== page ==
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Stocks Fall after Italian Election; Bernanke defends Bond Buying Program

Market Digest – Week Ending 3/1

Stocks fell sharply Monday in a knee-jerk reaction to Italian elections, and spent the rest of the week clawing back to even. Enthusiasm was dampened by a congressional failure to find a compromise on automatic spending cuts (known as the Sequester) which begin to phase in today. Bonds rose as Bernanke indicated his stimulus exit strategy may include holding positions on the Fed balance sheet to maturity rather than selling them.

Weekly Returns:

S&P 500: 1,518 (+0.1%)

MSCI ACWI ex-US: (-0.5%)

US 10 Year Treasury Yield: 1.85% (-0.12%)

Gold: $1,576 (-0.2%)

USD/EUR: $1.302 (-1.2%)

Major Events:

  • Monday – An Italian national election provided no clear winner and could lead to gridlock in pursuing additional economic reform. Stocks fell.
  • Tuesday – Bernanke defended his bond buying program and said it should continue in testimony to Congress. He said they have helped spark a recovery in the housing market and have increased production of automobiles and other durable goods.
  • Wednesday – In further testimony to Congress, Bernanke said the Fed has not completed a review of the exit strategy from stimulus but suggested it may sell bond holdings more slowly than previously expected or hold them until maturity.
  • Thursday – Groupon fired its CEO after releasing disappointing earnings results.
  • Thursday – The Senate failed to pass a pair of largely symbolic bills designed to ease the impact of the Sequester.
  • Friday – Obama met with congressional leaders to discuss automatic spending cuts, but little progress was expected from the meetings.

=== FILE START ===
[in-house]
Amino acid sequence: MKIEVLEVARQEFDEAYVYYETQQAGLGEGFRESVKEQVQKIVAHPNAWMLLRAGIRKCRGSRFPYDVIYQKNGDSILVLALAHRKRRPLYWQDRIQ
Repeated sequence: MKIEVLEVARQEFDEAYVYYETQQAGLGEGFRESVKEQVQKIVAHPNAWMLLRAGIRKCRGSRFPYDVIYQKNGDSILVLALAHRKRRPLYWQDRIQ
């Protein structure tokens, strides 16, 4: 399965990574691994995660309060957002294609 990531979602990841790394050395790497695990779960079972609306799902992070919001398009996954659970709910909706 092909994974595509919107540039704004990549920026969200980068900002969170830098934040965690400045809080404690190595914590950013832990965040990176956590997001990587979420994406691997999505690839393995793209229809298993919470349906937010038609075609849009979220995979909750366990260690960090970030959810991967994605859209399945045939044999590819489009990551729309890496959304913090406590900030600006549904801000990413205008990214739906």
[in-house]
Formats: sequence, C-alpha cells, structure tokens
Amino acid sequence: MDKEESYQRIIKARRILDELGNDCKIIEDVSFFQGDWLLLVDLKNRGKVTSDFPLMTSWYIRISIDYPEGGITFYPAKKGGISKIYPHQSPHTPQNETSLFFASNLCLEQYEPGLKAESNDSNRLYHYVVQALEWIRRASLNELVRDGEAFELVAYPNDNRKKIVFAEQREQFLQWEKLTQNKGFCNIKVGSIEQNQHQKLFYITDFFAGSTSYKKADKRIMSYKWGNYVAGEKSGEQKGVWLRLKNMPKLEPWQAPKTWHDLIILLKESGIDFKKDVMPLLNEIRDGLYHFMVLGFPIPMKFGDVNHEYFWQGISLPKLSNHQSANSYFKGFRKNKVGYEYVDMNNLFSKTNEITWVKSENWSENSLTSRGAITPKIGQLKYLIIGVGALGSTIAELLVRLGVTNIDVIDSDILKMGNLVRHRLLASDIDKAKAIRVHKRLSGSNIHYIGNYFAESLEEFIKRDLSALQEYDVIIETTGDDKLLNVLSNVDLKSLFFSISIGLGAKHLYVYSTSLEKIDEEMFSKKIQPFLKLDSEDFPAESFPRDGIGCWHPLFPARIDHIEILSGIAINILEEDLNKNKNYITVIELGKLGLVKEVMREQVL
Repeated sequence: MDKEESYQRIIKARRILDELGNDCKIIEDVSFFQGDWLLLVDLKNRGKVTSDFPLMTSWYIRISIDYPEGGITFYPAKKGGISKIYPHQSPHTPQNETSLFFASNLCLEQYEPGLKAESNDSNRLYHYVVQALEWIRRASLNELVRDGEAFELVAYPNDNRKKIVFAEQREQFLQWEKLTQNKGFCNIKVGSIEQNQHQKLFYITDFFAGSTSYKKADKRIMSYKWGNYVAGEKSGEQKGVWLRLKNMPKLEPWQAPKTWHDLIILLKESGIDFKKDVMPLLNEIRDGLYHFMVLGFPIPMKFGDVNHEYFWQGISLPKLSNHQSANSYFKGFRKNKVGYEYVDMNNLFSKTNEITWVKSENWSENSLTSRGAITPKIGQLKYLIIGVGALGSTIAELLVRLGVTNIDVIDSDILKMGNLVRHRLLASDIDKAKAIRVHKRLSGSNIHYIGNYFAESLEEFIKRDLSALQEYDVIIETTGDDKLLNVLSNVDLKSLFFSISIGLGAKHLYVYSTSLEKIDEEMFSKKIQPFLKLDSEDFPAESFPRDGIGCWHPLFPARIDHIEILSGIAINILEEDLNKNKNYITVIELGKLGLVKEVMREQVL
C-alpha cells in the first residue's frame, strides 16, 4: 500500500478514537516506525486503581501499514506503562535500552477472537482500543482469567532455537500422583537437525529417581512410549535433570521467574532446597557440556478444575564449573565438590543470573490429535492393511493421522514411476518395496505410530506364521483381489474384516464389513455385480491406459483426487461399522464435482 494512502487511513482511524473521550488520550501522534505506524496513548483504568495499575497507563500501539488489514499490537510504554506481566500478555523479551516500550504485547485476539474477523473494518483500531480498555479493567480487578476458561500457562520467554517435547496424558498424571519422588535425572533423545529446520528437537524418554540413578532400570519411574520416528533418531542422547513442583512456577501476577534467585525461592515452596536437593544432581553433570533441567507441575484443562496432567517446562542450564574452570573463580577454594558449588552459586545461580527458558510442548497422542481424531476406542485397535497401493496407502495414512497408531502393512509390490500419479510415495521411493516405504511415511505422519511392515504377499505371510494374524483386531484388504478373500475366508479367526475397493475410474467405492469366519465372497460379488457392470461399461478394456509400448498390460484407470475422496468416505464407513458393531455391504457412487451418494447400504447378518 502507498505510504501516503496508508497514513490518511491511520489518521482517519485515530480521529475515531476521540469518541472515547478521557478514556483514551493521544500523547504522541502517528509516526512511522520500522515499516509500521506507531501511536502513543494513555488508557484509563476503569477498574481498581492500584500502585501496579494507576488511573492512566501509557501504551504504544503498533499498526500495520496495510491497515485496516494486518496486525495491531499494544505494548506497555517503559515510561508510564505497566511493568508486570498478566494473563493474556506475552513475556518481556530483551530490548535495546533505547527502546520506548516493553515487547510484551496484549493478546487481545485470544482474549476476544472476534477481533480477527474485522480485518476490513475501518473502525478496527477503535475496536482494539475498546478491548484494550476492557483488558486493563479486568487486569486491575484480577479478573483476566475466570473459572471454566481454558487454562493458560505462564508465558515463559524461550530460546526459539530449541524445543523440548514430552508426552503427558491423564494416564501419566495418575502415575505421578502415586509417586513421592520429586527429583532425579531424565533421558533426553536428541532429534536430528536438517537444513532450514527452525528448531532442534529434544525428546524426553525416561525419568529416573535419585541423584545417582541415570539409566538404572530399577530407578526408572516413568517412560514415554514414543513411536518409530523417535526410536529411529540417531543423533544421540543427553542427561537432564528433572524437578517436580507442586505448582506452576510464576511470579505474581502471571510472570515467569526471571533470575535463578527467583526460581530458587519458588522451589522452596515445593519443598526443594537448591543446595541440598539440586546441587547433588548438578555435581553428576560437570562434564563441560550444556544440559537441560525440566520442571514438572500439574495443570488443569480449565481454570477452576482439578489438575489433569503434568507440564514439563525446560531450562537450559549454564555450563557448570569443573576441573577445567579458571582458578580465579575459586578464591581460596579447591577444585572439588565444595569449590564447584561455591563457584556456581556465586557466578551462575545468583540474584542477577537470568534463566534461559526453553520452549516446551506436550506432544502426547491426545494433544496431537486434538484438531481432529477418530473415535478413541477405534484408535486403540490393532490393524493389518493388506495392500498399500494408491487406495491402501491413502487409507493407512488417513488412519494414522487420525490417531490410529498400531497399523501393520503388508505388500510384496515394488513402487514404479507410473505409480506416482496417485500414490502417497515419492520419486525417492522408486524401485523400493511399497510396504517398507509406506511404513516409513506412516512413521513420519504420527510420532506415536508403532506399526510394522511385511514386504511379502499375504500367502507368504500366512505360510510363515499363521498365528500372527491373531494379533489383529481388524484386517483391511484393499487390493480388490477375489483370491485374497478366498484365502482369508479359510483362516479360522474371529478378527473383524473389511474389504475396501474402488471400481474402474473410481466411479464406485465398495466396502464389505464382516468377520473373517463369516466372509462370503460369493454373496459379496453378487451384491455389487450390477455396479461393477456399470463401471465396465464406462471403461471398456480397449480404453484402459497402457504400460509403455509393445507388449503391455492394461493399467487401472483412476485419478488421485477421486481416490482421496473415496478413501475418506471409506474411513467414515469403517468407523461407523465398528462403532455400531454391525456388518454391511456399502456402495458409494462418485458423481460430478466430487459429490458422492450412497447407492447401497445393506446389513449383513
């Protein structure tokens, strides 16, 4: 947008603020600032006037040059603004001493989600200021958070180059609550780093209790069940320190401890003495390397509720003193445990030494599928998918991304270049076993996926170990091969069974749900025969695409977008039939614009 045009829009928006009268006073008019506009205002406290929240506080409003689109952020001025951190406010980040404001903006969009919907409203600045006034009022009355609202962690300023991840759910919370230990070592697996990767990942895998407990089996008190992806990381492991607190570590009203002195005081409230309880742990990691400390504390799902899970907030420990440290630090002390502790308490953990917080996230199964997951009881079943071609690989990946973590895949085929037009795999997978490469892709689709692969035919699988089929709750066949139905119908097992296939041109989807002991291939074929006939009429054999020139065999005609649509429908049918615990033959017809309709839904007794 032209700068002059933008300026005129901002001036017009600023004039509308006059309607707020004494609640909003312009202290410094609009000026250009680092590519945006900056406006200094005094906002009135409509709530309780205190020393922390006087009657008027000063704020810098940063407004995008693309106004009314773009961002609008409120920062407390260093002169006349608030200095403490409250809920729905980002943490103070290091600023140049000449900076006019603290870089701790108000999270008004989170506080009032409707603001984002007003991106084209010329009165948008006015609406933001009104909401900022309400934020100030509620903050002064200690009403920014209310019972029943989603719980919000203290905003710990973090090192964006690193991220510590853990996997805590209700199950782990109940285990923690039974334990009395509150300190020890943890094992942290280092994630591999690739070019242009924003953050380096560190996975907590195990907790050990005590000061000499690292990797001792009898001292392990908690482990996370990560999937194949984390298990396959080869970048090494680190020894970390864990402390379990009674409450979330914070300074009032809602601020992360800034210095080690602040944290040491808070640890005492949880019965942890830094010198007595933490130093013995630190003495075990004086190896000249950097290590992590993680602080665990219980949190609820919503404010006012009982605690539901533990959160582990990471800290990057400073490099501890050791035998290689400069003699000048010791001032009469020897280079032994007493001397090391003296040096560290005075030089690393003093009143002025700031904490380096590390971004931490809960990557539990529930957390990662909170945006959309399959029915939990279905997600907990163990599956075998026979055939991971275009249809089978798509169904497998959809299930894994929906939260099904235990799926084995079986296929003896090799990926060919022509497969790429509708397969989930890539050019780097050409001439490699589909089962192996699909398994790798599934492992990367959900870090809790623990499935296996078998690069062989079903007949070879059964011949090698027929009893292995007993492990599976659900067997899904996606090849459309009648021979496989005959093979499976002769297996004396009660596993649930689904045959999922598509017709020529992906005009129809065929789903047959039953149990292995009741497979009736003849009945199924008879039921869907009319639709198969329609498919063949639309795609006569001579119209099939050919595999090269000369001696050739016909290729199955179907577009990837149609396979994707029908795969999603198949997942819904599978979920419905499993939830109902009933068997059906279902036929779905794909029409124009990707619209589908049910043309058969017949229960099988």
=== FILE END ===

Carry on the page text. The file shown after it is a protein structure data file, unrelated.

• Friday – January consumer spending rose despite a drop in income related to the payroll tax increase.

Our Take: 

This week’s choppy stock market featured a battle of bearish concern over Italian elections and the Sequester and bullish optimism about Bernanke’s seemingly limitless appetite for stimulus. It ended in a draw.

The Sequester is blunt legislation that cuts spending in an awkward and indiscriminate way. The cuts themselves may be appropriate, but it would be better to implement them more thoughtfully. Already, some people are being directly and inappropriately punished, particularly in the defense sector. There is some cause for optimism. The worst of the cuts won’t happen for another two months, which buys some time for Congress to figure something out. Meanwhile, individual programs facing cuts will act rationally and make the best of a bad situation.  Nevertheless, the unfortunate situation is another sign that child-like partisanship is a real problem with real impact.

For the last few years, Bernanke has never missed an opportunity to find new ways to be accommodative. The mere suggestion the Fed may hold its bonds to maturity propped up both equity and bond markets. It should also make our friends in Congress happy. The Fed holds trillions of dollars of government debt on which it refunds the interest to the Treasury. Good or bad, this ultimately allows for a lot more spending.

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